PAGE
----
newbuf = buf;
    	while((c = fgetc(f)) != EOF)
    		{
    			*tmp = c;
    			if ((newbuf = (char *)realloc(buf,((1+tmp-buf)*sizeof(char)))) == NULL)
    				{
    					fclose(f);
    					free(buf);
    					return NULL;
    				}
    			
    			tmp = newbuf + (tmp - buf);			// adjust tmp
    			++tmp;
    			buf = newbuf;
    		}
    	*tmp = EOF;
    	fclose(f);
    	return buf;
    }

  8. #8
    End Of Line Hammer's Avatar
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    >realloc(buf,((1+tmp-buf)*sizeof(char))))
    This bit is wrong. Picture the numbers for the first cycle through the loop. tmp and buf are the same, therefore tmp-buf will equal 0. This will result in you reallocing a buf from length 1 to length 1.
    >realloc(buf,1*1)
    This is why you must increment tmp before the realloc (which is why I incremented buflen).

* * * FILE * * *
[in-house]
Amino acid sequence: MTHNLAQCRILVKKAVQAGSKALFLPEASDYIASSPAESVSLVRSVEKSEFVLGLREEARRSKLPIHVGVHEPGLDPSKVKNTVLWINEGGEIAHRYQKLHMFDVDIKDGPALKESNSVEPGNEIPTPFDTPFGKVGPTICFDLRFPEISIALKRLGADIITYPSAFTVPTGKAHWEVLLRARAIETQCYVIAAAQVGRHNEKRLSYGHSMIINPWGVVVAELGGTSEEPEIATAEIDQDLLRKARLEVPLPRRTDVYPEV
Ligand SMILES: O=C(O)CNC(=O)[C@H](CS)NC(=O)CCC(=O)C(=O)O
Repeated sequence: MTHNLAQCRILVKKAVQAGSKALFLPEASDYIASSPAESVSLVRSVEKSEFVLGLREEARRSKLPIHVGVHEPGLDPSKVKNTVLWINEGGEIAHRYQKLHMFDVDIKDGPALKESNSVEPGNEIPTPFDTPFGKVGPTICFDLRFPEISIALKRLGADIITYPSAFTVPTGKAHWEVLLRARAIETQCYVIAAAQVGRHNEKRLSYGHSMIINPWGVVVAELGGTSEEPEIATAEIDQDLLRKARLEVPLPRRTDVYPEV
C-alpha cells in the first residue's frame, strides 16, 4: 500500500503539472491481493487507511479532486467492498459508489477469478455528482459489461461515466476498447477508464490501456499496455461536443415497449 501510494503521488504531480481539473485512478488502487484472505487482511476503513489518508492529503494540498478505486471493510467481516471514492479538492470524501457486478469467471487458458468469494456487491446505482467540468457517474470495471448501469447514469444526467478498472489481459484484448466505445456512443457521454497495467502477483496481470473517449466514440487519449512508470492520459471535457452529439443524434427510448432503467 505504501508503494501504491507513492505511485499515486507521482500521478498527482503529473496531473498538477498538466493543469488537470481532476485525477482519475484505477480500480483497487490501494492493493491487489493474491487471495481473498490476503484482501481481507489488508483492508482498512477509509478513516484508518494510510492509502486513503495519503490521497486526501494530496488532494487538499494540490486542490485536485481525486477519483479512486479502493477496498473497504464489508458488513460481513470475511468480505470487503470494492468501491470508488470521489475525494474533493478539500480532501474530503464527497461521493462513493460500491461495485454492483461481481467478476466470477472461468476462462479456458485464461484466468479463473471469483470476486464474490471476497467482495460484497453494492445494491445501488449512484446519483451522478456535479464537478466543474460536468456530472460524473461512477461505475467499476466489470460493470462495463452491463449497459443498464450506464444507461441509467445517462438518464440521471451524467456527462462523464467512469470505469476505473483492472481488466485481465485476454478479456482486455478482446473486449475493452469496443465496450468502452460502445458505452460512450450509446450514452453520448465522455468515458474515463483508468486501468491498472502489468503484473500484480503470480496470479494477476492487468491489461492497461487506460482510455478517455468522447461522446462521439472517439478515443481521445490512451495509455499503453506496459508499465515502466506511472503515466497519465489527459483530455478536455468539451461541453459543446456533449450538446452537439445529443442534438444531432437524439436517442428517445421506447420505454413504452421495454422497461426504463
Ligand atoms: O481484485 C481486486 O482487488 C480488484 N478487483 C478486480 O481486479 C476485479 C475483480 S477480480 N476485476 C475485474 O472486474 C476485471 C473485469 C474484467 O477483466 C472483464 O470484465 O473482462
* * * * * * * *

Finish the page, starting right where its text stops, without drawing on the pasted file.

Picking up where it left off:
>*tmp = EOF;
    EOF is not a character, it's an int. It is not needed in your buffer. If you want to terminate the buffer use
    >*tmp = '\0';

    Not sure if this is everything....
    When all else fails, read the instructions.
    If you're posting code, use code tags: [code] /* insert code here */ [/code]

  9. #9
    Registered User stormbringer's Avatar
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    man you're quick to answer questions

    the ++tmp was in the wrong location, right. the error in my thought was, that tmp is pointing to not allocated memory (what's true, but doesn't matter because we don't try to write it)

    it runs now. thanks a lot to everybody who helped me

    stormbringer